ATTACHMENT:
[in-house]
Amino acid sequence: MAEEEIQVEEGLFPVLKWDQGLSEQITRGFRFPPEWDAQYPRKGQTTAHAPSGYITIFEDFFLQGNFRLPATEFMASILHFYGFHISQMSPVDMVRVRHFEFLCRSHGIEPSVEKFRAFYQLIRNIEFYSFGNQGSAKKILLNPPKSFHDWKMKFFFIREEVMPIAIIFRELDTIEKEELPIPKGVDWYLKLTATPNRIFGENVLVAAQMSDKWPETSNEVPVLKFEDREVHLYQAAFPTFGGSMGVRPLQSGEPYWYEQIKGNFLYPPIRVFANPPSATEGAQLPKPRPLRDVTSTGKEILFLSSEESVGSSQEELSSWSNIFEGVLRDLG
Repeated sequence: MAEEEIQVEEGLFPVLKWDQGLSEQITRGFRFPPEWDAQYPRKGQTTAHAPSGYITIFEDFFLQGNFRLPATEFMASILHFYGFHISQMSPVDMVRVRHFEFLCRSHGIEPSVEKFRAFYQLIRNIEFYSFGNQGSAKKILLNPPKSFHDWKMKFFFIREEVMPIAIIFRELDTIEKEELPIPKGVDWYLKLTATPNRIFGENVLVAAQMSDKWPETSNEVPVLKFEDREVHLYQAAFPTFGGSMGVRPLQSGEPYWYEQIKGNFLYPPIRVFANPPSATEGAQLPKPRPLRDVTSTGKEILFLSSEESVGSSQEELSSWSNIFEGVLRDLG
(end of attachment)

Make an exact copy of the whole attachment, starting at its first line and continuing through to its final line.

[in-house]
Amino acid sequence: MAEEEIQVEEGLFPVLKWDQGLSEQITRGFRFPPEWDAQYPRKGQTTAHAPSGYITIFEDFFLQGNFRLPATEFMASILHFYGFHISQMSPVDMVRVRHFEFLCRSHGIEPSVEKFRAFYQLIRNIEFYSFGNQGSAKKILLNPPKSFHDWKMKFFFIREEVMPIAIIFRELDTIEKEELPIPKGVDWYLKLTATPNRIFGENVLVAAQMSDKWPETSNEVPVLKFEDREVHLYQAAFPTFGGSMGVRPLQSGEPYWYEQIKGNFLYPPIRVFANPPSATEGAQLPKPRPLRDVTSTGKEILFLSSEESVGSSQEELSSWSNIFEGVLRDLG
Repeated sequence: MAEEEIQVEEGLFPVLKWDQGLSEQITRGFRFPPEWDAQYPRKGQTTAHAPSGYITIFEDFFLQGNFRLPATEFMASILHFYGFHISQMSPVDMVRVRHFEFLCRSHGIEPSVEKFRAFYQLIRNIEFYSFGNQGSAKKILLNPPKSFHDWKMKFFFIREEVMPIAIIFRELDTIEKEELPIPKGVDWYLKLTATPNRIFGENVLVAAQMSDKWPETSNEVPVLKFEDREVHLYQAAFPTFGGSMGVRPLQSGEPYWYEQIKGNFLYPPIRVFANPPSATEGAQLPKPRPLRDVTSTGKEILFLSSEESVGSSQEELSSWSNIFEGVLRDLG